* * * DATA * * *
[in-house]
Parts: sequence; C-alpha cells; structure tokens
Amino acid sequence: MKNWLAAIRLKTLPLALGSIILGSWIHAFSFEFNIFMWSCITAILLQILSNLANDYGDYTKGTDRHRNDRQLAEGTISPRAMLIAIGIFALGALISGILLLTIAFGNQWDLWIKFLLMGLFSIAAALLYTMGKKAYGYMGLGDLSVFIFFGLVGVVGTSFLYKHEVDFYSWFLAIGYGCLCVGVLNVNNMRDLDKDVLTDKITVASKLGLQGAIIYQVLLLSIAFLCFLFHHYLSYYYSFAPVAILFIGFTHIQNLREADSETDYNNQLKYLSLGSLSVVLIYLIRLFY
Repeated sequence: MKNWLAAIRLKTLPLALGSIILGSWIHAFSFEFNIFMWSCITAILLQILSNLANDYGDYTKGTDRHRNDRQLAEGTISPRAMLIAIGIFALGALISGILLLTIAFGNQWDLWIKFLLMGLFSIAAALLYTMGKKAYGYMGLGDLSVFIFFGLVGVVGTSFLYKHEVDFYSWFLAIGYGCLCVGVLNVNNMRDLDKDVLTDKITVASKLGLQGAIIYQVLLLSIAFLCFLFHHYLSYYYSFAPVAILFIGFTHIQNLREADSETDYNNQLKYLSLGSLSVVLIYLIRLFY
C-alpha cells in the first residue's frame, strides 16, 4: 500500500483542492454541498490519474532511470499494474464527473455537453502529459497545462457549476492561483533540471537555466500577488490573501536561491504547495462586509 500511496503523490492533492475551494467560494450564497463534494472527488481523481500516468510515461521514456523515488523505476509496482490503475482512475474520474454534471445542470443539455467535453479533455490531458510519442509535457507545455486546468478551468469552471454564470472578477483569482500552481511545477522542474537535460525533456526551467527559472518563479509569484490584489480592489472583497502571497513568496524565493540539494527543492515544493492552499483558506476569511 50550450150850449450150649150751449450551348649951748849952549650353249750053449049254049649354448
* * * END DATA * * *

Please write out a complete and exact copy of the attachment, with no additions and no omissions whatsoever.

[in-house]
Parts: sequence; C-alpha cells; structure tokens
Amino acid sequence: MKNWLAAIRLKTLPLALGSIILGSWIHAFSFEFNIFMWSCITAILLQILSNLANDYGDYTKGTDRHRNDRQLAEGTISPRAMLIAIGIFALGALISGILLLTIAFGNQWDLWIKFLLMGLFSIAAALLYTMGKKAYGYMGLGDLSVFIFFGLVGVVGTSFLYKHEVDFYSWFLAIGYGCLCVGVLNVNNMRDLDKDVLTDKITVASKLGLQGAIIYQVLLLSIAFLCFLFHHYLSYYYSFAPVAILFIGFTHIQNLREADSETDYNNQLKYLSLGSLSVVLIYLIRLFY
Repeated sequence: MKNWLAAIRLKTLPLALGSIILGSWIHAFSFEFNIFMWSCITAILLQILSNLANDYGDYTKGTDRHRNDRQLAEGTISPRAMLIAIGIFALGALISGILLLTIAFGNQWDLWIKFLLMGLFSIAAALLYTMGKKAYGYMGLGDLSVFIFFGLVGVVGTSFLYKHEVDFYSWFLAIGYGCLCVGVLNVNNMRDLDKDVLTDKITVASKLGLQGAIIYQVLLLSIAFLCFLFHHYLSYYYSFAPVAILFIGFTHIQNLREADSETDYNNQLKYLSLGSLSVVLIYLIRLFY
C-alpha cells in the first residue's frame, strides 16, 4: 500500500483542492454541498490519474532511470499494474464527473455537453502529459497545462457549476492561483533540471537555466500577488490573501536561491504547495462586509 500511496503523490492533492475551494467560494450564497463534494472527488481523481500516468510515461521514456523515488523505476509496482490503475482512475474520474454534471445542470443539455467535453479533455490531458510519442509535457507545455486546468478551468469552471454564470472578477483569482500552481511545477522542474537535460525533456526551467527559472518563479509569484490584489480592489472583497502571497513568496524565493540539494527543492515544493492552499483558506476569511 50550450150850449450150649150751449450551348649951748849952549650353249750053449049254049649354448